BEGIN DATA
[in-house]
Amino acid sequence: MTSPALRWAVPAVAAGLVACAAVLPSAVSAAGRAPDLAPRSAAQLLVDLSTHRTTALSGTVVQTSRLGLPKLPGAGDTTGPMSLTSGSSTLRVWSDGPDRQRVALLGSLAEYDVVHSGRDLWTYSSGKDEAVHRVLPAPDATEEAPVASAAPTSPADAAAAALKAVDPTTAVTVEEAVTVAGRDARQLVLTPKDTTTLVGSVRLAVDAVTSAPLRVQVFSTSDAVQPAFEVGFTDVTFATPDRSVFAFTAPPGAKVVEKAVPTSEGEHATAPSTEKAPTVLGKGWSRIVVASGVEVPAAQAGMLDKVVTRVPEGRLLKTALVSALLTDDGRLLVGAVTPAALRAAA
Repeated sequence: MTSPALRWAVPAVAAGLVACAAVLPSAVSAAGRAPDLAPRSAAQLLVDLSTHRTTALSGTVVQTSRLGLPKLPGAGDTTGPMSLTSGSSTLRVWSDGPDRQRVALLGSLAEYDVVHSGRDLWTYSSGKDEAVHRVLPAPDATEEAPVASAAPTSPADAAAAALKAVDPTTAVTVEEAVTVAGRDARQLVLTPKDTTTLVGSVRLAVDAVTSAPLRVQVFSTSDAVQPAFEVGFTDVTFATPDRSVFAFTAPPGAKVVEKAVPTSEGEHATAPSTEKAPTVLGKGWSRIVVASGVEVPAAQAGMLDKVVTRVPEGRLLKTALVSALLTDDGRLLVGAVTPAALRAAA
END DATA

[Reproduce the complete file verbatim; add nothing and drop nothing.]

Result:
[in-house]
Amino acid sequence: MTSPALRWAVPAVAAGLVACAAVLPSAVSAAGRAPDLAPRSAAQLLVDLSTHRTTALSGTVVQTSRLGLPKLPGAGDTTGPMSLTSGSSTLRVWSDGPDRQRVALLGSLAEYDVVHSGRDLWTYSSGKDEAVHRVLPAPDATEEAPVASAAPTSPADAAAAALKAVDPTTAVTVEEAVTVAGRDARQLVLTPKDTTTLVGSVRLAVDAVTSAPLRVQVFSTSDAVQPAFEVGFTDVTFATPDRSVFAFTAPPGAKVVEKAVPTSEGEHATAPSTEKAPTVLGKGWSRIVVASGVEVPAAQAGMLDKVVTRVPEGRLLKTALVSALLTDDGRLLVGAVTPAALRAAA
Repeated sequence: MTSPALRWAVPAVAAGLVACAAVLPSAVSAAGRAPDLAPRSAAQLLVDLSTHRTTALSGTVVQTSRLGLPKLPGAGDTTGPMSLTSGSSTLRVWSDGPDRQRVALLGSLAEYDVVHSGRDLWTYSSGKDEAVHRVLPAPDATEEAPVASAAPTSPADAAAAALKAVDPTTAVTVEEAVTVAGRDARQLVLTPKDTTTLVGSVRLAVDAVTSAPLRVQVFSTSDAVQPAFEVGFTDVTFATPDRSVFAFTAPPGAKVVEKAVPTSEGEHATAPSTEKAPTVLGKGWSRIVVASGVEVPAAQAGMLDKVVTRVPEGRLLKTALVSALLTDDGRLLVGAVTPAALRAAA